Challenges for India’s banking sector incumbents are further exacerbated by their high-cost structures. Fixed costs are built into sales and distribution networks and legacy technology stacks and these make it difficult to introduce new products and features rapidly. The Fintech ecosystem, on the other hand, is evolving rapidly with over 400 start-ups in business. Some of these are attacking banking revenue streams in payments and unsecured lending.
All is not gloom and doom for incumbents. Trust and long-standing relationships have always been important pillars of the banking business. These relationships and the data troves with banks are a significant advantage. Ramping up efforts on three fronts could help them build on these strengths.
A change in strategic posture and business models to account for the impact of the new ecosystems and platforms could be a good starting point. Incumbents should assess how they can find the right ecosystems to tap into and embed their banking services, in order to acquire customers, and deliver relevant and convenient financial solutions seamlessly. Once established, ecosystems can serve as entry barriers for competition, and promote good financial behaviour among customers as defaulters risk being excluded from the ecosystem. Creating such ecosystems would require incumbents to stitch together partnerships with different players with complementary capabilities, customers or distribution networks.
Digitizing the “core” and adopting new digital operating models comes next. Digitization of banking journeys is acknowledged as a lever to enhance customer satisfaction, generate back-office efficiencies and enhance reach and scale, especially in remote areas.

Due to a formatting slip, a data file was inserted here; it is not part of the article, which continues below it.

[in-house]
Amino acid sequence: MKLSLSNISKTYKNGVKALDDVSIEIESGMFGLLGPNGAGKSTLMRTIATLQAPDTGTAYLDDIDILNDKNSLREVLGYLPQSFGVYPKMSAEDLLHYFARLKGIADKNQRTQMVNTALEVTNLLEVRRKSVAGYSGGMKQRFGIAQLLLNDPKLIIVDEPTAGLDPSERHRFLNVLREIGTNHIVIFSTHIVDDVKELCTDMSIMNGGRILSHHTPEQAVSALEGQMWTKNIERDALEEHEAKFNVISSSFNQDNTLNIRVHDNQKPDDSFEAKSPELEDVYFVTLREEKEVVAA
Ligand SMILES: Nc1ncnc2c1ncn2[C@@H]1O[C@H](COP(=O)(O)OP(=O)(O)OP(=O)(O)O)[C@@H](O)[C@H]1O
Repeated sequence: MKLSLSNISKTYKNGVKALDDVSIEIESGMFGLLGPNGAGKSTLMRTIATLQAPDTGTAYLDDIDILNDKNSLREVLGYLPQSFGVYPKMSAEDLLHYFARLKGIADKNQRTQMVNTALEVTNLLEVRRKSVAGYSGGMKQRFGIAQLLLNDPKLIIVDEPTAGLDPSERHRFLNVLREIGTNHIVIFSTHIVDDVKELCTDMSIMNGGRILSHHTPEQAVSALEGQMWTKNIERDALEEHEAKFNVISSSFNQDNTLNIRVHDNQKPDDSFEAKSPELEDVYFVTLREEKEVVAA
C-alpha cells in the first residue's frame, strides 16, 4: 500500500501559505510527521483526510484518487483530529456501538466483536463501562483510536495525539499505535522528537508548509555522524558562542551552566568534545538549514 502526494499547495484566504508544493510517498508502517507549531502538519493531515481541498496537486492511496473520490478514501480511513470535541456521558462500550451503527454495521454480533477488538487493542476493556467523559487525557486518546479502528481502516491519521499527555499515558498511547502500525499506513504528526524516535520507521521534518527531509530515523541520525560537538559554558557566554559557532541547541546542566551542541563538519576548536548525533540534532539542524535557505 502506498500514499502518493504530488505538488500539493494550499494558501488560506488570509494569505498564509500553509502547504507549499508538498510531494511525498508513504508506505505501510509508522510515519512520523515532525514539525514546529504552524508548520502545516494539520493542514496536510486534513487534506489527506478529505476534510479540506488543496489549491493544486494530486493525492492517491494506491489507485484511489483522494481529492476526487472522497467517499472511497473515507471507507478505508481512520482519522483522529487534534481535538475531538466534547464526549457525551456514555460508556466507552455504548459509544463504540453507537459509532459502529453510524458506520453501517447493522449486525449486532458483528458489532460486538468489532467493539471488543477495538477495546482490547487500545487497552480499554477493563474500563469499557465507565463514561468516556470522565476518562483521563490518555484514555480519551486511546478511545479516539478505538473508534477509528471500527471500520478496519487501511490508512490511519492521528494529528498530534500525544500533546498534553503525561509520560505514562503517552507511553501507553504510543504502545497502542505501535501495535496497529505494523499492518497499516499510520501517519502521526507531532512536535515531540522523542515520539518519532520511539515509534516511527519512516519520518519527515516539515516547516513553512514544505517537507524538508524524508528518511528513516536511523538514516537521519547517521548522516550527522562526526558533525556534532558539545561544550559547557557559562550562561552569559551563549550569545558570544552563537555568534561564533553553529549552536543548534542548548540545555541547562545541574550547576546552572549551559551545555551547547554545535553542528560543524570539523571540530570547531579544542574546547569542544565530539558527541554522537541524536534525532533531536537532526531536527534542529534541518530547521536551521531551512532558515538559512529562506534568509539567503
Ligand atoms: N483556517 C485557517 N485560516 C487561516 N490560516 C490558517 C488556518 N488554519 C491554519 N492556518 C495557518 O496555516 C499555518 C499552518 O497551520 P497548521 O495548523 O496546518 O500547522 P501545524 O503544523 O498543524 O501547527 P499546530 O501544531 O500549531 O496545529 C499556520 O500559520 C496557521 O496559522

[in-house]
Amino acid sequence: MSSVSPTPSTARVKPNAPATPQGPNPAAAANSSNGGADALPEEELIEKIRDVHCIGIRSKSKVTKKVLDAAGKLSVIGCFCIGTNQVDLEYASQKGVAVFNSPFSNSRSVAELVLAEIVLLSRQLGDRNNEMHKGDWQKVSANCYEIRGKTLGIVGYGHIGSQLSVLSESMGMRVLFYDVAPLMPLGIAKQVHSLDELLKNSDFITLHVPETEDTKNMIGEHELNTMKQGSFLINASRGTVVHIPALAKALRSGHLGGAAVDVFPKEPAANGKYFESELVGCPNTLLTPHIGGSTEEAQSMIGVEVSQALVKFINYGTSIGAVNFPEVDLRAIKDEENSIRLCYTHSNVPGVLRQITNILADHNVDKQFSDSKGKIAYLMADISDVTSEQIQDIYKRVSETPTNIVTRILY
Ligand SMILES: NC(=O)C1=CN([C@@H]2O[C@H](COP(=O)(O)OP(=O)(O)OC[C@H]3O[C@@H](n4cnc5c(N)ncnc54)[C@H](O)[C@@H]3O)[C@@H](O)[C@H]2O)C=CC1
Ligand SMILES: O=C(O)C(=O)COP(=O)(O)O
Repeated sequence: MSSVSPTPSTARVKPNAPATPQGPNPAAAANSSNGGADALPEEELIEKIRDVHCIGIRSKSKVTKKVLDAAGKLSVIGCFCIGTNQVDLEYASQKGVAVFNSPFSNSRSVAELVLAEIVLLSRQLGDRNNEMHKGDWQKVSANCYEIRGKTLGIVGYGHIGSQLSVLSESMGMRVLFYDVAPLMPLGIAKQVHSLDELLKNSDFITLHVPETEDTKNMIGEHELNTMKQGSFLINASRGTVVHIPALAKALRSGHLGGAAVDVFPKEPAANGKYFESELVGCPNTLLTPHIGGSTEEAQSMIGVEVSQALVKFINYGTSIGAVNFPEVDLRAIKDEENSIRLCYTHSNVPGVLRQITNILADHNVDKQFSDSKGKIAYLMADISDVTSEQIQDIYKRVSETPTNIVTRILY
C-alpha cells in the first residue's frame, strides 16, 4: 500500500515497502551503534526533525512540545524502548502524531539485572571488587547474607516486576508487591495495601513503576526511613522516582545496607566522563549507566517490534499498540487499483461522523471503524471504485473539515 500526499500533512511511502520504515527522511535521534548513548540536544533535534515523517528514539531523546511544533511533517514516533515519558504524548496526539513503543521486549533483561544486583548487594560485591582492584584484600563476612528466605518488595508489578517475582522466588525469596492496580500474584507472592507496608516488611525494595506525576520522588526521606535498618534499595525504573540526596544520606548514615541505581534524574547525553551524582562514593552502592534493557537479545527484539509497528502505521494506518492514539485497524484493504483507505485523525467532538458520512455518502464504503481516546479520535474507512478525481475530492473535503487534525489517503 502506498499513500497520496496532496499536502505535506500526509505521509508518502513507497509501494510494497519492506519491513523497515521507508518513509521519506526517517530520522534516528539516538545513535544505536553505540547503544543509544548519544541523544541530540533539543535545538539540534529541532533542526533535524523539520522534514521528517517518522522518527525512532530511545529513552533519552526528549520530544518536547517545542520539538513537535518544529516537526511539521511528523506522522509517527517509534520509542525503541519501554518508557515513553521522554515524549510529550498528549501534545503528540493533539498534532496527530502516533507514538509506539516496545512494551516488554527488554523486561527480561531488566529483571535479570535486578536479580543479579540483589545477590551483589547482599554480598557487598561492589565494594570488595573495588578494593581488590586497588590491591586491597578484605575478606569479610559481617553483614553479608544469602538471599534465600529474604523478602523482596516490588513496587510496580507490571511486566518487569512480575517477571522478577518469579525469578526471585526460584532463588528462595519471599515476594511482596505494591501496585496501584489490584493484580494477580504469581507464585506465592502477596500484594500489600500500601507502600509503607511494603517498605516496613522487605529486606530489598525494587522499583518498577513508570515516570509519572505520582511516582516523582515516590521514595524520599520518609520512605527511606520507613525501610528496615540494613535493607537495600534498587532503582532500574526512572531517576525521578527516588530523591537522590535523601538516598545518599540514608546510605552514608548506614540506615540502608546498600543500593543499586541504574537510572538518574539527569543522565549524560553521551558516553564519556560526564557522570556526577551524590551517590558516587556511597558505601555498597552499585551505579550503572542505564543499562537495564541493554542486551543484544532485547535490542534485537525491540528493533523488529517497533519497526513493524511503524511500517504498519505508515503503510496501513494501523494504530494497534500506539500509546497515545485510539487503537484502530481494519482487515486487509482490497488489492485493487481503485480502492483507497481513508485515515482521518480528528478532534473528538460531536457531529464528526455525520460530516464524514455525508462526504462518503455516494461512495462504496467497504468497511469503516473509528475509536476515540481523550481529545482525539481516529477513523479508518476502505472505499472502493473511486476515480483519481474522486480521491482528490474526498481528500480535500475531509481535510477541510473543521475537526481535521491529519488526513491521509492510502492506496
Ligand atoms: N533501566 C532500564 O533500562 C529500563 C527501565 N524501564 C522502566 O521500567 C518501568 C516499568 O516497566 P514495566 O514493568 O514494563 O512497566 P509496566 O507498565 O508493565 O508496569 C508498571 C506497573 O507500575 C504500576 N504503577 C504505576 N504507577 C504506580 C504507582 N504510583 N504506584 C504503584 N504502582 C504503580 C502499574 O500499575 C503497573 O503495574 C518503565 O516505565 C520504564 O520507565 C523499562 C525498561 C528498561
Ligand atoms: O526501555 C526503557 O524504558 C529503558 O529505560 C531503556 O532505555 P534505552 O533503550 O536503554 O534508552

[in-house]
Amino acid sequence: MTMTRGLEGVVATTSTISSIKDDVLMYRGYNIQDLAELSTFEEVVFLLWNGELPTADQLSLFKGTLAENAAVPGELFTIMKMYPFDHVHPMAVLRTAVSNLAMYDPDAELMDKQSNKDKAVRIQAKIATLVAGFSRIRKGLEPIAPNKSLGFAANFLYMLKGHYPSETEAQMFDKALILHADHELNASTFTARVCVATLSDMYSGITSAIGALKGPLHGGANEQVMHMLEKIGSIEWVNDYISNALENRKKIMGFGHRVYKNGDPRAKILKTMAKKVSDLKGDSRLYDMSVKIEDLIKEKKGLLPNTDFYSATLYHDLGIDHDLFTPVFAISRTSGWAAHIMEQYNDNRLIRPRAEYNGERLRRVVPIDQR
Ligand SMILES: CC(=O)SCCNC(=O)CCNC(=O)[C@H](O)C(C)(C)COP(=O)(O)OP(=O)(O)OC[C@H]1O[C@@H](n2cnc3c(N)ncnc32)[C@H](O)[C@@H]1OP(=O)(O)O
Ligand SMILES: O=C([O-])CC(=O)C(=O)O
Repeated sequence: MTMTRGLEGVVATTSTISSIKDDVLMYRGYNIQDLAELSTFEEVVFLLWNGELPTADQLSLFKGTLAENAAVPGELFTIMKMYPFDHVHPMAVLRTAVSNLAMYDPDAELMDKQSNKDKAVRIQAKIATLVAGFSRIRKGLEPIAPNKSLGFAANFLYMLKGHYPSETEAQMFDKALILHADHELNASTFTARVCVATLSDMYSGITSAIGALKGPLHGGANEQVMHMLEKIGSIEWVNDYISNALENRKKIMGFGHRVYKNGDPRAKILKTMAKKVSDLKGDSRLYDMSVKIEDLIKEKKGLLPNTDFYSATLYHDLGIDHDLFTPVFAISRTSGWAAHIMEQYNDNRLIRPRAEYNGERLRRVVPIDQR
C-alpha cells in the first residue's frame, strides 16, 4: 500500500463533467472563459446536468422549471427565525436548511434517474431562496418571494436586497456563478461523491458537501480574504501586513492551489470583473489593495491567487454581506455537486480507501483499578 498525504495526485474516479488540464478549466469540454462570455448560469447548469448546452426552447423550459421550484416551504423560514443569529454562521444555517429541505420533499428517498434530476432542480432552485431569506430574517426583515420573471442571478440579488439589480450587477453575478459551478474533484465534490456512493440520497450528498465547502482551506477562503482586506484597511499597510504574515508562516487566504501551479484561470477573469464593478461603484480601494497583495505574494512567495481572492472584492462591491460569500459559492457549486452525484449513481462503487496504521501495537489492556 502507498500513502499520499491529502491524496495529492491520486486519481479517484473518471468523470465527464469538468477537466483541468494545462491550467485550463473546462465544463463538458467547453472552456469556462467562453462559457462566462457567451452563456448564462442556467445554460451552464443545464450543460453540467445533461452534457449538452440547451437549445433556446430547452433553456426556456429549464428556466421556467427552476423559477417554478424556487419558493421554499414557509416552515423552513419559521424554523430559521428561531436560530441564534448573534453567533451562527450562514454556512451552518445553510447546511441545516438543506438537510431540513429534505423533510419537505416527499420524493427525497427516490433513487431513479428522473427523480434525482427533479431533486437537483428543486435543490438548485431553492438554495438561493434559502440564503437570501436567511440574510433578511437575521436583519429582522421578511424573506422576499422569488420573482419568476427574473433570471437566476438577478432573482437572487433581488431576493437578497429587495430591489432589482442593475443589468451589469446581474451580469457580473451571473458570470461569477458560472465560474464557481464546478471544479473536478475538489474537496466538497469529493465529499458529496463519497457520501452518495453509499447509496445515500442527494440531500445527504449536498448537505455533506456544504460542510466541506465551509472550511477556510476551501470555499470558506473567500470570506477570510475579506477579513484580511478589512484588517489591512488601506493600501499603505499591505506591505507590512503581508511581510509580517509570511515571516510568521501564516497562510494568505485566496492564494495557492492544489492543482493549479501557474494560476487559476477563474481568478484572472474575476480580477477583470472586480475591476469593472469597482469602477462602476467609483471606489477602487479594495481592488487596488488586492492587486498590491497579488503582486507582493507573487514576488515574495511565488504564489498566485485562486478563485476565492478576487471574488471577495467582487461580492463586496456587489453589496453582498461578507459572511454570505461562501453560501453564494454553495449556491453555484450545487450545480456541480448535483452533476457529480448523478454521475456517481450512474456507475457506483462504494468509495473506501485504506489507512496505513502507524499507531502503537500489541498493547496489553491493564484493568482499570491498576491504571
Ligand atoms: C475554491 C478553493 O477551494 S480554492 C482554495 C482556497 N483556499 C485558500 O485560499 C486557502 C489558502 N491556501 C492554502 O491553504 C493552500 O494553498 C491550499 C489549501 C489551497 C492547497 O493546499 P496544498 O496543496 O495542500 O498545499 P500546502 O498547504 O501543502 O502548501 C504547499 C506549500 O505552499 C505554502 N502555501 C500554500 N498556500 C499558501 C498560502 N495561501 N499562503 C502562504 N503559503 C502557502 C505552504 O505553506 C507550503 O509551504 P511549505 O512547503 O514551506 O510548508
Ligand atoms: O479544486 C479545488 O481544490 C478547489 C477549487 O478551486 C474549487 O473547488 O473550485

India’s biggest banks currently spend over Rs5,000 crore on distribution-related costs. With new regulations allowing incumbents to leverage their non-banking partners’ distribution footprint, millions of retailers and shopkeepers across the country could potentially act as BC agents, allowing sharing of distribution costs and improving utilization of fixed assets.
Building capabilities on analytics, technology and delivery is another key dimension for incumbents. Taking on nimble attackers requires systems and processes that allow rapid experimentation and faster time-to-market for customer-facing services. This would need adoption of modern technology stacks and development practices. In addition, incumbents will also need to compete with consumer internet companies to hire the best talent.
The Indian banking sector is at crossroads. Traditional players are facing a huge disruption, while digital growth is driving change. The period of disruption presents tremendous growth opportunities. Incumbents will need to make bold moves and initiate major transformations to leverage these opportunities.
Aditya Sharma, Renny Thomas, Shwaitang Singh and Vinayak H.V. are, respectively, associate partner, senior partner, engagement manager and partner at McKinsey & Co.